3D printing – In the construction industry, 3D printing is picking up significant traction as a go-to construction methodology, including off-world design and construction projects in conjunction with NASA. Gantry systems such as those of ICON can print a home of up to 3,000 square feet with a print speed of 5-10 inches per second. 3D printing is faster, produces less waste, combats future supply chain and construction labor shortages, and accommodates more design freedom than traditional construction techniques. In 2022, we’ll see the industrialization of 3D printing for the built environment as it moves from predominantly single home projects to community projects. ICON, for example, plans to build a 100-home community in the Austin Area in 2022. We’ll also see greater leverage of this technology in fulfilling societal objectives of sustainability, resiliency, and energy-efficiency as well as support for under-served communities such as the homeless.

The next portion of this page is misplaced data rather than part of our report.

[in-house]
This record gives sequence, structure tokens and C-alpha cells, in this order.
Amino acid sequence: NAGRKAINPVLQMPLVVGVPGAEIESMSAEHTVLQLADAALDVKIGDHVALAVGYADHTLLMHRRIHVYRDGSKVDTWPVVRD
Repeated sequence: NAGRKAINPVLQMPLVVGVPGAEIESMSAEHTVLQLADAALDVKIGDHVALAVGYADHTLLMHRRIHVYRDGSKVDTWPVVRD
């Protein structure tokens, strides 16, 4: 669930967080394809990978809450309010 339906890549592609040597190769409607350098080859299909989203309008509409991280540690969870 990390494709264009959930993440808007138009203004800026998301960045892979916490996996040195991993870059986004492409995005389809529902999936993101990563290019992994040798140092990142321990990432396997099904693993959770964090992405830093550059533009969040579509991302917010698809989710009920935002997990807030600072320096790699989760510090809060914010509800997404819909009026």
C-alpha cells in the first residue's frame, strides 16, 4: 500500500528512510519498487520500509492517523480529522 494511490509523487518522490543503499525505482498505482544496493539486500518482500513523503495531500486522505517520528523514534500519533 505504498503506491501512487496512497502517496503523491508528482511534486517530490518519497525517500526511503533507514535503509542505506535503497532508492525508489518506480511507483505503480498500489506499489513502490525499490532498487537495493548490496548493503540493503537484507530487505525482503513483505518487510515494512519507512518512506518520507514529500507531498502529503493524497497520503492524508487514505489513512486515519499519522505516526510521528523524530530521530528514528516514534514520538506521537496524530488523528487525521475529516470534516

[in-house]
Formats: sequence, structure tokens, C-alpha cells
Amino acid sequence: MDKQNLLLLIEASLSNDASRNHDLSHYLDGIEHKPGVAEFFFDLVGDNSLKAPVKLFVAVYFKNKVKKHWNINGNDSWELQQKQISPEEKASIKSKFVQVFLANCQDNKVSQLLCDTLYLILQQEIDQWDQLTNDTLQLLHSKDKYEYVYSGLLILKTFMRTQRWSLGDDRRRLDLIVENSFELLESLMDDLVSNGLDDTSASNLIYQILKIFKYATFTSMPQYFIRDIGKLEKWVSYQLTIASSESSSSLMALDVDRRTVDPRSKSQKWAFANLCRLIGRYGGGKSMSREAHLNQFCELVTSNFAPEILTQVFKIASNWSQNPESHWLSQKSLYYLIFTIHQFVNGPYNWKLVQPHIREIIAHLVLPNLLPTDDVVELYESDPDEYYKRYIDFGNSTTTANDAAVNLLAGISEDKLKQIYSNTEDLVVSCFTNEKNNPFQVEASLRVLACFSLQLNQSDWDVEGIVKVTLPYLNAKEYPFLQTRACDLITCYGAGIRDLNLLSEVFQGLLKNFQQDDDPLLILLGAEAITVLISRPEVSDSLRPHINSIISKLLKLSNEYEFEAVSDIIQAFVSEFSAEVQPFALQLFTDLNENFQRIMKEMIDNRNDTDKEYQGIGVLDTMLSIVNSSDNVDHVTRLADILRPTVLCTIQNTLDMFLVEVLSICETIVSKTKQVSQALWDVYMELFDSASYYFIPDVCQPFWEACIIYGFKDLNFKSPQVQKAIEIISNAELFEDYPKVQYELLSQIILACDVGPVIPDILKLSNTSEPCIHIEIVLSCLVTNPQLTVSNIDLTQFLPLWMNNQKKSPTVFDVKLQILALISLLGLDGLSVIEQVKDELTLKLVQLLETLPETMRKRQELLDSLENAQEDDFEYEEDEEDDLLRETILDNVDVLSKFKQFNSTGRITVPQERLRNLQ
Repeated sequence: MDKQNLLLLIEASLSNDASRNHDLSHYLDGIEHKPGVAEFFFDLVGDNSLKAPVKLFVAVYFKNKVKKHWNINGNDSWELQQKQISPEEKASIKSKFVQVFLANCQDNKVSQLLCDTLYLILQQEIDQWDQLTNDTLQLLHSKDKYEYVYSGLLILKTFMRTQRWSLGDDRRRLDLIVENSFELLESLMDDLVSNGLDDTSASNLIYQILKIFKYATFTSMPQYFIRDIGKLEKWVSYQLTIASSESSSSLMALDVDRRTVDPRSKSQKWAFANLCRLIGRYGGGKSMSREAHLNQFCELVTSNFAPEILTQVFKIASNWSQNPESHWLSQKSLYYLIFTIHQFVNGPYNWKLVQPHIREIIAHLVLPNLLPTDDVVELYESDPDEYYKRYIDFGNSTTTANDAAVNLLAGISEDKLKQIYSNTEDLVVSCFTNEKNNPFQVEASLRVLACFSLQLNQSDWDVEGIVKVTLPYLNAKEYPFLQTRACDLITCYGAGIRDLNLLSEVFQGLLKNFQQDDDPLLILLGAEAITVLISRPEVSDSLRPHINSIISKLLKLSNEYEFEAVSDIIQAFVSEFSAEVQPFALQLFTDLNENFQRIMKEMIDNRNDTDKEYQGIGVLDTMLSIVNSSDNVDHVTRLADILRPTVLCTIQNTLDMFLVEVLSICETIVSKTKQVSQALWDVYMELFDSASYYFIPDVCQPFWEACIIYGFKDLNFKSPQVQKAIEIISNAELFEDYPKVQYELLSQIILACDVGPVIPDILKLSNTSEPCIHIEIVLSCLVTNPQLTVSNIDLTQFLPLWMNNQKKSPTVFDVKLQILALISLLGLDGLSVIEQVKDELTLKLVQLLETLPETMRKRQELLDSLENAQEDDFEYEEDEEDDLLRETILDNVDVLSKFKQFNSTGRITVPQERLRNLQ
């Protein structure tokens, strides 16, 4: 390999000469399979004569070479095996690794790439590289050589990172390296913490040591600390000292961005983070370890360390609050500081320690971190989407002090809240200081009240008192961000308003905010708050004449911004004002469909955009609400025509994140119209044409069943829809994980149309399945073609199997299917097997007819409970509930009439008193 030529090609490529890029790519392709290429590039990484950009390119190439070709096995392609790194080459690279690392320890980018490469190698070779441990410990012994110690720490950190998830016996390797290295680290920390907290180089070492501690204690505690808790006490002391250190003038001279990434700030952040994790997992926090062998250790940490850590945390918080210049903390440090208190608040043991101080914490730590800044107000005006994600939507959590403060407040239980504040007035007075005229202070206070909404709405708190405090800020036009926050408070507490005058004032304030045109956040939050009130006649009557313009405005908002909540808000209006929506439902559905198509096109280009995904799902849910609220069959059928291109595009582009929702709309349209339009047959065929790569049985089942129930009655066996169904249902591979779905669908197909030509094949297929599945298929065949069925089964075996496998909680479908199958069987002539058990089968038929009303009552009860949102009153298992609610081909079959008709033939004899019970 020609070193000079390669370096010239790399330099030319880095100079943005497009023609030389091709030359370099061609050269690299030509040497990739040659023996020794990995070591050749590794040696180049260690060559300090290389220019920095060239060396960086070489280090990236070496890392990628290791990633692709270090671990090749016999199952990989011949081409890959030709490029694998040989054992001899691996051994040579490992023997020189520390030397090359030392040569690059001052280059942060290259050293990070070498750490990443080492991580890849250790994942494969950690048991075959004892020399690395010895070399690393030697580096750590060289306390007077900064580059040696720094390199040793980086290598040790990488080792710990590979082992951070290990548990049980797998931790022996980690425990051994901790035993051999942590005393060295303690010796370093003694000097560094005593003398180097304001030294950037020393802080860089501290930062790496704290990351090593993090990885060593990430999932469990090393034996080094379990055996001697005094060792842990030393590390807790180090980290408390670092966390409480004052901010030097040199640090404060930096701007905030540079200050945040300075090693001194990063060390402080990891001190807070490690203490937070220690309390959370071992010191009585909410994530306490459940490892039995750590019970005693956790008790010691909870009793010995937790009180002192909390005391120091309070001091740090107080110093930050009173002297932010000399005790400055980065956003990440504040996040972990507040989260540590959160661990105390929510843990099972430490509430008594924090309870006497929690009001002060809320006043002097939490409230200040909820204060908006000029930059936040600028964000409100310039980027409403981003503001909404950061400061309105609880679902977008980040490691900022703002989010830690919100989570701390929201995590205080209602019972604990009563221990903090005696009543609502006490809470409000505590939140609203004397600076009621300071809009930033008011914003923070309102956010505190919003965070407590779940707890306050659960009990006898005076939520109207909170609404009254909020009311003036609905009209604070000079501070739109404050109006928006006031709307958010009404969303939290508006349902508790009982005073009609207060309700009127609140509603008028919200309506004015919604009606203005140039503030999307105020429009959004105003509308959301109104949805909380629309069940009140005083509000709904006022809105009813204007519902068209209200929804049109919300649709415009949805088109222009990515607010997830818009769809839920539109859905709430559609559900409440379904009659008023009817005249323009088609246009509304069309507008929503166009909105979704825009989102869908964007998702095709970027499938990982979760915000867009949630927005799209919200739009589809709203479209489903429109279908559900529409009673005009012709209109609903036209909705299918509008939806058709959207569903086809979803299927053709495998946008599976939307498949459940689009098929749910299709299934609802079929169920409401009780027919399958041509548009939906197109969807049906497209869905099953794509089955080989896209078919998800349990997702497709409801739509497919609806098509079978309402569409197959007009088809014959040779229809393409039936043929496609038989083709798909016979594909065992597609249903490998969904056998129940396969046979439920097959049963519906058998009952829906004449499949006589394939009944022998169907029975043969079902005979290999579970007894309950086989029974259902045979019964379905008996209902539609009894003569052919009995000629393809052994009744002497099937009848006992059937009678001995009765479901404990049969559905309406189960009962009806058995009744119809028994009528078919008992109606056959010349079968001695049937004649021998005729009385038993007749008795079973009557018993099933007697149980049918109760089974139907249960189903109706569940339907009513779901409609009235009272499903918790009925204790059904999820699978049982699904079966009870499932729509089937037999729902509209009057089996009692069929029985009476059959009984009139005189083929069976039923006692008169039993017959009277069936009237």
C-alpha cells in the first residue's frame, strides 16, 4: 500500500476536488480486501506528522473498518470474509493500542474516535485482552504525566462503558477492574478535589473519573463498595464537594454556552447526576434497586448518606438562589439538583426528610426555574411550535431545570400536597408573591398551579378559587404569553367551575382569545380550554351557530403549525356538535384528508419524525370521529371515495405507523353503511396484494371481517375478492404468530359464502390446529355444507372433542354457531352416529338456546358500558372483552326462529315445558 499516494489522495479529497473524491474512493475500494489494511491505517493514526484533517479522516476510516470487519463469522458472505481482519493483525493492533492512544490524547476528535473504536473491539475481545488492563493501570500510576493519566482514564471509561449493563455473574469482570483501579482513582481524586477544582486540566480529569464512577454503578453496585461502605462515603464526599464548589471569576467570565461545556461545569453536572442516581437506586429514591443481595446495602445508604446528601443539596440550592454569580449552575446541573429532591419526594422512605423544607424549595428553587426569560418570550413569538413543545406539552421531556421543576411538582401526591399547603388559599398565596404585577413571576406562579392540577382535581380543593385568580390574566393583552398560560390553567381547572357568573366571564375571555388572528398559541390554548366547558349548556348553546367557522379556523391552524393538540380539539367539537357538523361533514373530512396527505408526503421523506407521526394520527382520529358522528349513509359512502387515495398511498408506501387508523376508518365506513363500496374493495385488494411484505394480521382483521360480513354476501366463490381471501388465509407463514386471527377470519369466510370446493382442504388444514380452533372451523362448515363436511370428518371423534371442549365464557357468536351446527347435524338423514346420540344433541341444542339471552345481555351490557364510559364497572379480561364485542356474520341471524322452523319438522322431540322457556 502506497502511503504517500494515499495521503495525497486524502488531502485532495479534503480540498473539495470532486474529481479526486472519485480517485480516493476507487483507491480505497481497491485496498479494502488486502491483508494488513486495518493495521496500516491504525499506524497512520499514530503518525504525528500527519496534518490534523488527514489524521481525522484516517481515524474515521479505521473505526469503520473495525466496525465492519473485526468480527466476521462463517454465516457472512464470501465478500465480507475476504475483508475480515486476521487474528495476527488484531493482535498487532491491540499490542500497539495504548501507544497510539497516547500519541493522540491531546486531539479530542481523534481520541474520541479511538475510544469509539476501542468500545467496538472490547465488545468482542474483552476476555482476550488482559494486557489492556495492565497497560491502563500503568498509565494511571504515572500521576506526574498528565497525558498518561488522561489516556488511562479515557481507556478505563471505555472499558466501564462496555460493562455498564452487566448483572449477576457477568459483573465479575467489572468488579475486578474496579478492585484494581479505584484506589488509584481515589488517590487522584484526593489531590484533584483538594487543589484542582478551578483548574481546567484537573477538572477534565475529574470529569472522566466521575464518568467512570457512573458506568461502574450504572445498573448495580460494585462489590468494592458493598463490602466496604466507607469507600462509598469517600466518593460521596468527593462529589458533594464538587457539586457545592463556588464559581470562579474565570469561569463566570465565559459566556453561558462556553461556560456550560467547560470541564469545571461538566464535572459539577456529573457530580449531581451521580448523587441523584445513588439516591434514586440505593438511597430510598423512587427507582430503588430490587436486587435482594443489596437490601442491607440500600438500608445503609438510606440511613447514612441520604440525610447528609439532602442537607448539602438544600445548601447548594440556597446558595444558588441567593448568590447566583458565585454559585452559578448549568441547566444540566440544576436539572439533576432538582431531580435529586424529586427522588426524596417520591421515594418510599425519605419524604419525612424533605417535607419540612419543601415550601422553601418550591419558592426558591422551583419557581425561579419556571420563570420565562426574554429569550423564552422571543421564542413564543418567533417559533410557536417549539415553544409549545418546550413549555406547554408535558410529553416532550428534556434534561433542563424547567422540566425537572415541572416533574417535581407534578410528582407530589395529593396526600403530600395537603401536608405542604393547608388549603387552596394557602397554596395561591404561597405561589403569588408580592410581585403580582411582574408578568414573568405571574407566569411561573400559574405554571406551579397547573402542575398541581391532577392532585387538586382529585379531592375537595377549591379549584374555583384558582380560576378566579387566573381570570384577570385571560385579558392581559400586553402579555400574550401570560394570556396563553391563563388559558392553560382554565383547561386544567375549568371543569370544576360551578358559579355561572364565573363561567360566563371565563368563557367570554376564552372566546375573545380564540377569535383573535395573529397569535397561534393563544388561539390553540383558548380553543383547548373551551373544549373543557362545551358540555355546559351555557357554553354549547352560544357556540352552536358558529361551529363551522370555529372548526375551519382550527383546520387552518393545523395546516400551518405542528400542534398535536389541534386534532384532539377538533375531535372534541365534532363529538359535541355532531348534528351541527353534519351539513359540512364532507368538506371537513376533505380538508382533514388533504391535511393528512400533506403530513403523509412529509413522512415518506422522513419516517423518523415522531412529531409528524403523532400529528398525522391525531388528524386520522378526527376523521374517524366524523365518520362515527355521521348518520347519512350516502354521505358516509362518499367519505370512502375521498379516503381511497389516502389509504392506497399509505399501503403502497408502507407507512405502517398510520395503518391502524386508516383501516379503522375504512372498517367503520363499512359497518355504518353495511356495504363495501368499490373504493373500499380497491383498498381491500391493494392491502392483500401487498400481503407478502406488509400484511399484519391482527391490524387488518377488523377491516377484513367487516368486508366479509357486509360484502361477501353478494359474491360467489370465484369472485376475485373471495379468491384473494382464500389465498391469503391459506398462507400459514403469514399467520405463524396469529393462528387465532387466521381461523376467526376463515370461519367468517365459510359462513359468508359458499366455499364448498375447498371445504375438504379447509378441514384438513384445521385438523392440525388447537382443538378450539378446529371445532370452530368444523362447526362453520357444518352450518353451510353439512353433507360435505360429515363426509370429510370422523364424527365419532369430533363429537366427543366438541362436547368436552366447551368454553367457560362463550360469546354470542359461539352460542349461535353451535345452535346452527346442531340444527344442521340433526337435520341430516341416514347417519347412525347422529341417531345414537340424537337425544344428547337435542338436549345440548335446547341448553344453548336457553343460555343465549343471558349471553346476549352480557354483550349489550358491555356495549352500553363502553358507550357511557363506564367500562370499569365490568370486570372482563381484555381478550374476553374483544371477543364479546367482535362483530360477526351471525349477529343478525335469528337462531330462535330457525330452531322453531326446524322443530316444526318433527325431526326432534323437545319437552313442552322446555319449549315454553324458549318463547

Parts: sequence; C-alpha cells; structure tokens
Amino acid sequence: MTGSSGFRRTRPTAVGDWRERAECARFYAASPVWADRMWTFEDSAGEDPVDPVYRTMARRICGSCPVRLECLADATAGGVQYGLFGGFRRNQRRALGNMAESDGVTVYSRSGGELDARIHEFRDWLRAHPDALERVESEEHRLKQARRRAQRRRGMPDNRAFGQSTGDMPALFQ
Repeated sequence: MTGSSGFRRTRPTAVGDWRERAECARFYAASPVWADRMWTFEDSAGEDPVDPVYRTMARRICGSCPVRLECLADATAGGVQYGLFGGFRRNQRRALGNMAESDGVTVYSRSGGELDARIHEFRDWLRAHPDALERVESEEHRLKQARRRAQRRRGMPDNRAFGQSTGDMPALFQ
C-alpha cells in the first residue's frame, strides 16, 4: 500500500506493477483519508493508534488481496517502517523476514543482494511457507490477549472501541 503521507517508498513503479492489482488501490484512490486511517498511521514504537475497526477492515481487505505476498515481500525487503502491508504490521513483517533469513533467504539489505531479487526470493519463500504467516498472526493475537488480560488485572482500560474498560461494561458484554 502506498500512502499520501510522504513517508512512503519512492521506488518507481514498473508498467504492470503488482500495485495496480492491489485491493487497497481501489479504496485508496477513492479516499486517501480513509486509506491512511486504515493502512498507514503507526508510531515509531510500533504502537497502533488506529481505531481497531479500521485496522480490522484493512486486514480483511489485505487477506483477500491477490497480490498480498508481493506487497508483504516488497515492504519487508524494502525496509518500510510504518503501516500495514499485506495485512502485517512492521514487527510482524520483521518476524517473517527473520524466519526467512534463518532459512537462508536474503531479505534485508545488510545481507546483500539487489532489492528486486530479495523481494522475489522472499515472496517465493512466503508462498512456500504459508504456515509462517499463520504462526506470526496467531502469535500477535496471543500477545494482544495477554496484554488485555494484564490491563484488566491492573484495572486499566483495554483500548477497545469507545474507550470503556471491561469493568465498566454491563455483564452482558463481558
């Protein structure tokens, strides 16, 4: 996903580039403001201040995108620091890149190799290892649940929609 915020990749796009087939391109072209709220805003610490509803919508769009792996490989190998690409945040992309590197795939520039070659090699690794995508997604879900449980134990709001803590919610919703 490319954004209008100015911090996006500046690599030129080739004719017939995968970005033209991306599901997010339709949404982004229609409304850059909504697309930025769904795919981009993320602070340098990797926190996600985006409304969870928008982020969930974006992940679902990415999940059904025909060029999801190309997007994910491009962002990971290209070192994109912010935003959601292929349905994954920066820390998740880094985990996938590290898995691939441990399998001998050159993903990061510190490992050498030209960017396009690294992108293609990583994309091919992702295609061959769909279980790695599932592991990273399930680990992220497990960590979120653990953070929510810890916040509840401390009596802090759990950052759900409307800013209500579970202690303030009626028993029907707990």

Blockchain – In the built environment, blockchain is probably the least understood in terms of industry use cases and is therefore often overlooked. There are however some bright spots with companies such as DigiBuild aiming to bring blockchain use cases specifically to the construction industry for additional risk management and visibility. 2022 will be an important year for continued learnings, proof of concepts, and a cadence of case studies showing solid business benefits.

Overall, these strategic technology trends will be key ingredients as city planners, contractors, consultants, and CIOs prepare their future visions and purposefully architect and design their communities to support common goals such as economic growth, quality of life, health and wellness, diversity, equity and inclusion, safety and security, mobility, efficiency and resilience, and sustainability.

When applied in combination with one another, these technologies will create a digital infrastructure enabling the adaptability that’s needed for cities and communities to be ever responsive to continuous waves of both digital and physical disruption.